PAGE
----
How Can I Consolidate My Debts?

Next Video:
How Does a Bank CD Work?....5

Consolidating debts can be done by financing a second mortgage or by taking out a single large loan to pay off all of the smaller loans. Consolidate debt for a more organized financial plan with information from a portfolio manager in this free video on finance.

Part of the Video Series: Credits, Stocks & Pension
Promoted By Zergnet


Video Transcript

Have you read in the newspaper or financial documents about loan consolidation? Hi, this is Roger Groh at Groh Asset Management, and we're here today to talk about what it is and how you can do it. Well, the whole idea about loan consolidation is to get you to shift your borrowings from one group to another. Several types of loan consolidation are advertised. One is to consolidate through a second mortgage. That is you borrow money from your home or perhaps your company, take that, and pay off all of the other debts or a portion of them that you have. The idea in that situation, especially if it's a home loan, is the interest that you're now paying on the larger home loan is deductible, where the interest that you paid on, say, your credit cards was not deductible. Another type of loan consolidation that goes on is where you take several smaller loans, take out one big one, use the one big one to pay off the smaller ones, and it's all about paying less interest after tax. that actually deductible in that situation? No, but generally, the bigger the loan, the lower the rate. And it may be to your advantage to do that. How can you go and figure out if consolidating debt is worth your while? Well, if you contact your local bank or brokerage firm or go online, there are software programs which will help you add up the debt that you're paying today compared to what you could pay in a consolidated debt. They will show you pre-tax income and you'll have to figure out the after-tax effect. But nonetheless, it's a convenient way to list everything you owe today to figure out exactly what you're paying in interest and what you might pay in interest elsewhere. Are they a good move? In some cases, they are. I'm Roger Groh of Groh Asset Management, and thank you very much for spending time with me.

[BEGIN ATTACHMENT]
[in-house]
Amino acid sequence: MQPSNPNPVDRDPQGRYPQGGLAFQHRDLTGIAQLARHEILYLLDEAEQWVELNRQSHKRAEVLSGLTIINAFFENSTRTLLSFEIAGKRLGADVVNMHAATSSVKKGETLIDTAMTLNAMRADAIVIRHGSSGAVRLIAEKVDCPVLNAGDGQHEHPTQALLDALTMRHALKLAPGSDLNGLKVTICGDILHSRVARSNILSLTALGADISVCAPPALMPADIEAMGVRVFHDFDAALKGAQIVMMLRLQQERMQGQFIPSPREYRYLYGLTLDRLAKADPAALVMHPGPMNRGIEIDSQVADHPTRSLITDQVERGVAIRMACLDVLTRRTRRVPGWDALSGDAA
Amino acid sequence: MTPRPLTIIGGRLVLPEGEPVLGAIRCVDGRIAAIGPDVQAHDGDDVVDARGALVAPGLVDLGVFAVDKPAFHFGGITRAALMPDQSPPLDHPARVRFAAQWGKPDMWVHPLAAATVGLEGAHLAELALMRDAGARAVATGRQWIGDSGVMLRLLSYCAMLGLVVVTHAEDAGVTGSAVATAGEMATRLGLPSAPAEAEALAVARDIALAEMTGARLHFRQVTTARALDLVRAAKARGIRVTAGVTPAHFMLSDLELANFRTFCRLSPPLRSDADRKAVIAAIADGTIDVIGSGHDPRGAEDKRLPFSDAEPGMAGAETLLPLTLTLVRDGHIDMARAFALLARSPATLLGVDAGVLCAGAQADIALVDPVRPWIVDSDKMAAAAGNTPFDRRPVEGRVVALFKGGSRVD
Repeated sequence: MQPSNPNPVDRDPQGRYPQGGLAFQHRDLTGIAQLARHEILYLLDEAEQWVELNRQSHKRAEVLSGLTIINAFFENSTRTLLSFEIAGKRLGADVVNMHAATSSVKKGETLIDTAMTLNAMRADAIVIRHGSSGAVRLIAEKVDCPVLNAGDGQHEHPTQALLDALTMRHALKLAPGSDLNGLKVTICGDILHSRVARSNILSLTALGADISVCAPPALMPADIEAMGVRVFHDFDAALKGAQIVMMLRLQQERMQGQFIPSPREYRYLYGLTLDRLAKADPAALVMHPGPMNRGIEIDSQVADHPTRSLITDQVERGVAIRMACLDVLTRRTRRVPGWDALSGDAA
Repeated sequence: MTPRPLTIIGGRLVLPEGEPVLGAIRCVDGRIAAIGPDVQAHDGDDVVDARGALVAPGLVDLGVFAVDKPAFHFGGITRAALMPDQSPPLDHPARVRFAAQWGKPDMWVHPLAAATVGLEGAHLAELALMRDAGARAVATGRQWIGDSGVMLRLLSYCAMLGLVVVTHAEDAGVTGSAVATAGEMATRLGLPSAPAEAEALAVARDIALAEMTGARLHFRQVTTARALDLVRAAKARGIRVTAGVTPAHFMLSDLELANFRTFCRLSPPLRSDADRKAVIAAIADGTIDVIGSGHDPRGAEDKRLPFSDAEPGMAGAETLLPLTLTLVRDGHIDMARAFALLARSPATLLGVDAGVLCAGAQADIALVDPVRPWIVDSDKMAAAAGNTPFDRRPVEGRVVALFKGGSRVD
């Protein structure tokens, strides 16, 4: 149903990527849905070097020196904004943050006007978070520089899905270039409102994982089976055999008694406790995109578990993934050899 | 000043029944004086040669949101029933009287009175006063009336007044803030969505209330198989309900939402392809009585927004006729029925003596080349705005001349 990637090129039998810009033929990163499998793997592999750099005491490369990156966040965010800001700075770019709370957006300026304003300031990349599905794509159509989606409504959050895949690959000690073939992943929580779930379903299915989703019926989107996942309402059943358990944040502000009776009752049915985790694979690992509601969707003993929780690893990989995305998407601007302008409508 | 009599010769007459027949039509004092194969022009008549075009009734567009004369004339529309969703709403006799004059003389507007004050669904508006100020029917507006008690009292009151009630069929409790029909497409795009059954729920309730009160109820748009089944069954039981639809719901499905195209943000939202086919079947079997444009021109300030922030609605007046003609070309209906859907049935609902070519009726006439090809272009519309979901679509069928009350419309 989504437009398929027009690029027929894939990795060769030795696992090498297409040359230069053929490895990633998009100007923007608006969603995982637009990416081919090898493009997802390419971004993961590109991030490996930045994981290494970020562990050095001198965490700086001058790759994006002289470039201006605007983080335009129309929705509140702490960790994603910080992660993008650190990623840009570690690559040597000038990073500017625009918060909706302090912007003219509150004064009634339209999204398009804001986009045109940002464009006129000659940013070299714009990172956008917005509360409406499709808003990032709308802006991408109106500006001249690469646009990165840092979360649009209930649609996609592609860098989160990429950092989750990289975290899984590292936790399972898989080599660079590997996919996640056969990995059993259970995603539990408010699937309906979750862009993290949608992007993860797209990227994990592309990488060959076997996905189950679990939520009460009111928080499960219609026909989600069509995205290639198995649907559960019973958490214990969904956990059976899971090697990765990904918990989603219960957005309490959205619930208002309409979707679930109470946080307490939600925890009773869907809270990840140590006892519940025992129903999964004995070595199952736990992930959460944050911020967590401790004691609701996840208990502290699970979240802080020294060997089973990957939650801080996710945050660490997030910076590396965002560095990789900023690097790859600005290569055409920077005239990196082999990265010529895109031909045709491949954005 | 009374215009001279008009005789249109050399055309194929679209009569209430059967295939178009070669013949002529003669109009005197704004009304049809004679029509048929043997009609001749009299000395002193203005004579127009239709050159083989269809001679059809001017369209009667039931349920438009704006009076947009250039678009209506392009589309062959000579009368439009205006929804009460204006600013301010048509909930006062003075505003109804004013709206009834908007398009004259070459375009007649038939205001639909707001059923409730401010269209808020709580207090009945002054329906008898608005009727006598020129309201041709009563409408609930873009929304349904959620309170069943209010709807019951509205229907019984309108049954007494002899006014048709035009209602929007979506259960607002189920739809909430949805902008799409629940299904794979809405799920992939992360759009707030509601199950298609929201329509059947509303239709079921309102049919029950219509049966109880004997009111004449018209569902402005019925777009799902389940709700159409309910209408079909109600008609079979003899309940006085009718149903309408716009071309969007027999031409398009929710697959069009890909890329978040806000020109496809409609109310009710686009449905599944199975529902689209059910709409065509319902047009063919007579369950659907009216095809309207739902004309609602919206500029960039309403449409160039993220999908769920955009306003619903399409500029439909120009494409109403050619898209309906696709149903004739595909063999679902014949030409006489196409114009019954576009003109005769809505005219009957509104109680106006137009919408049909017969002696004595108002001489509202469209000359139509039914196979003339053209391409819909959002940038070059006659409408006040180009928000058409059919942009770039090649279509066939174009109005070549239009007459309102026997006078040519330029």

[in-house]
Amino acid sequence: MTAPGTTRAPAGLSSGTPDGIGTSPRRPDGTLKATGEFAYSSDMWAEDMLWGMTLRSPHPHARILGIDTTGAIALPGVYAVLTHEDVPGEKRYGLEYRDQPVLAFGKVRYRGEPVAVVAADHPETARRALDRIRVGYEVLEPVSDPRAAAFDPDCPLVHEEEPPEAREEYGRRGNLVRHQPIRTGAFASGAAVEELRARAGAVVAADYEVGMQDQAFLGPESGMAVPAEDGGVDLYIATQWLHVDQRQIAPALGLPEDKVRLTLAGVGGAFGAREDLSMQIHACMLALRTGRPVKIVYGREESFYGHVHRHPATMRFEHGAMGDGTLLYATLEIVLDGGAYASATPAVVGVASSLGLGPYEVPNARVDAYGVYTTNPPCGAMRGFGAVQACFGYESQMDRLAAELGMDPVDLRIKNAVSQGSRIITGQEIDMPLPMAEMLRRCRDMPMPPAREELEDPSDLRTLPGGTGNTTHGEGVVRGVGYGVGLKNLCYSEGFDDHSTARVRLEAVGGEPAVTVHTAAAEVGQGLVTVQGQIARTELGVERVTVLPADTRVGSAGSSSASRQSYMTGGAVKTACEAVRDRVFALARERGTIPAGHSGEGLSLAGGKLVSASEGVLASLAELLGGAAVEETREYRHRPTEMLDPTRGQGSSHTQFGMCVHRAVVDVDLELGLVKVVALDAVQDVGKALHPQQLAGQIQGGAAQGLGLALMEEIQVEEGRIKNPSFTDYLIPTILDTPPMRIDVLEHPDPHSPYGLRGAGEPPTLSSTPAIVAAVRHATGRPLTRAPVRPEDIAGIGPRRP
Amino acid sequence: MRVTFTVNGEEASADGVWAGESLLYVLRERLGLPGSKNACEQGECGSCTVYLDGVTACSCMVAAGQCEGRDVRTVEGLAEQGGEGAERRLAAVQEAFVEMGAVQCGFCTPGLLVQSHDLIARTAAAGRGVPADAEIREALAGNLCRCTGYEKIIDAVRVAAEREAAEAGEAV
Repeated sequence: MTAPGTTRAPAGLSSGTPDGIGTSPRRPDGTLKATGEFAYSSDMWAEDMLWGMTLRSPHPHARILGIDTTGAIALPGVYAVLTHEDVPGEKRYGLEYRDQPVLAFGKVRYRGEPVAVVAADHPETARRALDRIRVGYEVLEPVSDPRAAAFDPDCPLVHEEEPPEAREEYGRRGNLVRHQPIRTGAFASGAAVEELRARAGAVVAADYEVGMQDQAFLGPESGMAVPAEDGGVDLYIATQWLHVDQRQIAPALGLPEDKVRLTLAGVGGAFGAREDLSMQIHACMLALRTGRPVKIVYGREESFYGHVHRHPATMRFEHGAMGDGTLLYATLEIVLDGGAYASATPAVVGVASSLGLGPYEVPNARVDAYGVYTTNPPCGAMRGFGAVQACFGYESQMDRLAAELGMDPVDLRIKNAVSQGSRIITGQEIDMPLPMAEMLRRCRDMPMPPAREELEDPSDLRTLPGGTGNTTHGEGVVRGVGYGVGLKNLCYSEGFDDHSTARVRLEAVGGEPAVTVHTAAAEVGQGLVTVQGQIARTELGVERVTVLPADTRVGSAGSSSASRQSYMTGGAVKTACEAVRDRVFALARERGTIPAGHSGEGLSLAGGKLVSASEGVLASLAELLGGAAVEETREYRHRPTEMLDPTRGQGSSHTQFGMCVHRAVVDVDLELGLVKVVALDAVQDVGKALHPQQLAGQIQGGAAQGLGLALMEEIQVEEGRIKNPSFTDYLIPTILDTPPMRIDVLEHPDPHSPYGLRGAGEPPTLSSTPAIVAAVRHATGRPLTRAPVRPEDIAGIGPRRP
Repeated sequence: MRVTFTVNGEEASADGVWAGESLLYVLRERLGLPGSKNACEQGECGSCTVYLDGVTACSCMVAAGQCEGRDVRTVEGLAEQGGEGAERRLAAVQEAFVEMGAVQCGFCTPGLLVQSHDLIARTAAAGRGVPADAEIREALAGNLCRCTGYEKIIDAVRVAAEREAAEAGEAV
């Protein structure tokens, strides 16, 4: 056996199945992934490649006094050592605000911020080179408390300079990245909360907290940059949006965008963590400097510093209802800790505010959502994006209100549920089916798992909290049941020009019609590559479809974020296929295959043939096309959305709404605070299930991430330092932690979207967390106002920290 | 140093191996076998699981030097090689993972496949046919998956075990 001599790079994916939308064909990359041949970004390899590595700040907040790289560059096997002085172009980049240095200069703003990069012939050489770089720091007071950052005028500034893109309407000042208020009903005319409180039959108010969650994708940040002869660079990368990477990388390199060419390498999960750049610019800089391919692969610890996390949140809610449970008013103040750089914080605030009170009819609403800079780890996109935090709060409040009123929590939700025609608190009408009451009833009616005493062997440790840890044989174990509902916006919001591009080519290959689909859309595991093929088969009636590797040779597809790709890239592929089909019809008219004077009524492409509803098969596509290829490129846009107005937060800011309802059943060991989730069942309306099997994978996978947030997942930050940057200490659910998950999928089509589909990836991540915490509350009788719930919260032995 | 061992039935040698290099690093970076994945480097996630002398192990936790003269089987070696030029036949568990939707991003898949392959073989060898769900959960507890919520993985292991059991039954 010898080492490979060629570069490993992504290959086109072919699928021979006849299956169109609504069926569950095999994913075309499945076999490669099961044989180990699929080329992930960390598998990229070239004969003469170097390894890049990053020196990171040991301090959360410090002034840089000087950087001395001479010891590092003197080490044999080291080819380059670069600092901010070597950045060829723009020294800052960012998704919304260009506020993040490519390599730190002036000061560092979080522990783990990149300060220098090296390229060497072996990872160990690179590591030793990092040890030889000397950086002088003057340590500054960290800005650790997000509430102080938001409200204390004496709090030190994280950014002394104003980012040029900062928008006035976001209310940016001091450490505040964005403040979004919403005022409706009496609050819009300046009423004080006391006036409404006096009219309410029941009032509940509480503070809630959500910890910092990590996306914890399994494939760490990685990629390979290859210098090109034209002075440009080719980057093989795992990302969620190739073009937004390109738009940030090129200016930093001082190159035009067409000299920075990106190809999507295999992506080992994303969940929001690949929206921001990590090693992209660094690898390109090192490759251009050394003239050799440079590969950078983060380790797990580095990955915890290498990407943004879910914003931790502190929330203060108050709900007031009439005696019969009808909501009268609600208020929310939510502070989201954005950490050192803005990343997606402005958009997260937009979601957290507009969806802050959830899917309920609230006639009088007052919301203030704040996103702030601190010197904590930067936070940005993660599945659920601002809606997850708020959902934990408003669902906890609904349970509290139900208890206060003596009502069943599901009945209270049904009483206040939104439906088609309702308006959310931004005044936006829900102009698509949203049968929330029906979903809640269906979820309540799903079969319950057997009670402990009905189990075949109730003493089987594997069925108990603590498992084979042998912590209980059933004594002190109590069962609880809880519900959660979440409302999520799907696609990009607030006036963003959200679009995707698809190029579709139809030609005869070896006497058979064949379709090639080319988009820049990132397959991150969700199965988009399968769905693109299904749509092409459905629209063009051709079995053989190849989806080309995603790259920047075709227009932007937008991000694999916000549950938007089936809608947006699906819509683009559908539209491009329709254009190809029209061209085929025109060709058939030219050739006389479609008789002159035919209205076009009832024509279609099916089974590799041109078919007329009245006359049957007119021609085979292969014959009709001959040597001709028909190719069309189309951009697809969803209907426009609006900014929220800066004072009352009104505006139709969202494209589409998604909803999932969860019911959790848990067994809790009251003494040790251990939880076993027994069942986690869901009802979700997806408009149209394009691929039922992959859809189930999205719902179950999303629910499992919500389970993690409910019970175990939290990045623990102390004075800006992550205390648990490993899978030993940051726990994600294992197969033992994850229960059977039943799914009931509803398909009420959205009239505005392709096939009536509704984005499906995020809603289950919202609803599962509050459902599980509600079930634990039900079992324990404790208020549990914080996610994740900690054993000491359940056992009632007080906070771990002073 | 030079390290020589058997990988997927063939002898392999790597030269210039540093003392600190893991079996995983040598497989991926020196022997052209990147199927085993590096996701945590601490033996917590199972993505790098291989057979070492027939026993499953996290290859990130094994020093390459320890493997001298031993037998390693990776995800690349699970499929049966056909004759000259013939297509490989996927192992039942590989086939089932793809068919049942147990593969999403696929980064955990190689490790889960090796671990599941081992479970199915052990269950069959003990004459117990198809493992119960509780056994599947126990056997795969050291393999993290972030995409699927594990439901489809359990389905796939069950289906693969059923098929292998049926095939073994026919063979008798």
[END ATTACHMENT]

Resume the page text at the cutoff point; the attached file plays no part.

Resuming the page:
Related Searches

Is DIY in your DNA? Become part of our maker community.
Submit Your Work!